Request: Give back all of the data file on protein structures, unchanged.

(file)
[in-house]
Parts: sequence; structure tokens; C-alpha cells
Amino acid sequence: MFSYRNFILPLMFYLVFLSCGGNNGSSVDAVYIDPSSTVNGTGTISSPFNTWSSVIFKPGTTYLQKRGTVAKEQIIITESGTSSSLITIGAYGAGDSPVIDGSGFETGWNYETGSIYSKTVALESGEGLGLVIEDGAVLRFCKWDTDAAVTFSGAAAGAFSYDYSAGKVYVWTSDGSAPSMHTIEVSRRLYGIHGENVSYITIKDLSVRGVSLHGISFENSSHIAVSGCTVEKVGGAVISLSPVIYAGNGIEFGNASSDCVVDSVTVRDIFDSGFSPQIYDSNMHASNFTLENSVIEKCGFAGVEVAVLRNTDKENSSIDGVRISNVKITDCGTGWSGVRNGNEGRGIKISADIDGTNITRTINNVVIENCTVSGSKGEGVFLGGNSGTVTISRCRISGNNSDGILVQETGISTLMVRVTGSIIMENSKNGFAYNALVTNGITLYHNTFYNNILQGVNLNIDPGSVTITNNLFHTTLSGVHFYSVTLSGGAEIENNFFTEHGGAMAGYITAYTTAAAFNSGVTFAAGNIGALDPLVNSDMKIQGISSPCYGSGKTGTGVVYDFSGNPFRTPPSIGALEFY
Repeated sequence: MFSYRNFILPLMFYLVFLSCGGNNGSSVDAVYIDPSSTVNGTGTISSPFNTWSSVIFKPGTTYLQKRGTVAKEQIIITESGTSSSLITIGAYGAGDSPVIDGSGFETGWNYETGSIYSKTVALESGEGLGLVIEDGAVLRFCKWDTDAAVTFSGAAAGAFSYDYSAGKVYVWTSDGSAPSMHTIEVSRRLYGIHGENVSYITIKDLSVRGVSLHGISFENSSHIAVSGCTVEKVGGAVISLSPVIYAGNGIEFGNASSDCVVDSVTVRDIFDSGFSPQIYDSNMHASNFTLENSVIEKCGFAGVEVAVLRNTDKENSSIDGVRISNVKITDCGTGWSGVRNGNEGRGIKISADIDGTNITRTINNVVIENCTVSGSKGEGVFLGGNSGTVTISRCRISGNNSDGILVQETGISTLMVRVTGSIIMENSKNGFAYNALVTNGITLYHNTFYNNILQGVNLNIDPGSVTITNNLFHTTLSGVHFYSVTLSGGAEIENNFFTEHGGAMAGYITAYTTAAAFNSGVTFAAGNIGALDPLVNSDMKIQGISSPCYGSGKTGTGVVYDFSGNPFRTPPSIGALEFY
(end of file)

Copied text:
[in-house]
Parts: sequence; structure tokens; C-alpha cells
Amino acid sequence: MFSYRNFILPLMFYLVFLSCGGNNGSSVDAVYIDPSSTVNGTGTISSPFNTWSSVIFKPGTTYLQKRGTVAKEQIIITESGTSSSLITIGAYGAGDSPVIDGSGFETGWNYETGSIYSKTVALESGEGLGLVIEDGAVLRFCKWDTDAAVTFSGAAAGAFSYDYSAGKVYVWTSDGSAPSMHTIEVSRRLYGIHGENVSYITIKDLSVRGVSLHGISFENSSHIAVSGCTVEKVGGAVISLSPVIYAGNGIEFGNASSDCVVDSVTVRDIFDSGFSPQIYDSNMHASNFTLENSVIEKCGFAGVEVAVLRNTDKENSSIDGVRISNVKITDCGTGWSGVRNGNEGRGIKISADIDGTNITRTINNVVIENCTVSGSKGEGVFLGGNSGTVTISRCRISGNNSDGILVQETGISTLMVRVTGSIIMENSKNGFAYNALVTNGITLYHNTFYNNILQGVNLNIDPGSVTITNNLFHTTLSGVHFYSVTLSGGAEIENNFFTEHGGAMAGYITAYTTAAAFNSGVTFAAGNIGALDPLVNSDMKIQGISSPCYGSGKTGTGVVYDFSGNPFRTPPSIGALEFY
Repeated sequence: MFSYRNFILPLMFYLVFLSCGGNNGSSVDAVYIDPSSTVNGTGTISSPFNTWSSVIFKPGTTYLQKRGTVAKEQIIITESGTSSSLITIGAYGAGDSPVIDGSGFETGWNYETGSIYSKTVALESGEGLGLVIEDGAVLRFCKWDTDAAVTFSGAAAGAFSYDYSAGKVYVWTSDGSAPSMHTIEVSRRLYGIHGENVSYITIKDLSVRGVSLHGISFENSSHIAVSGCTVEKVGGAVISLSPVIYAGNGIEFGNASSDCVVDSVTVRDIFDSGFSPQIYDSNMHASNFTLENSVIEKCGFAGVEVAVLRNTDKENSSIDGVRISNVKITDCGTGWSGVRNGNEGRGIKISADIDGTNITRTINNVVIENCTVSGSKGEGVFLGGNSGTVTISRCRISGNNSDGILVQETGISTLMVRVTGSIIMENSKNGFAYNALVTNGITLYHNTFYNNILQGVNLNIDPGSVTITNNLFHTTLSGVHFYSVTLSGGAEIENNFFTEHGGAMAGYITAYTTAAAFNSGVTFAAGNIGALDPLVNSDMKIQGISSPCYGSGKTGTGVVYDFSGNPFRTPPSIGALEFY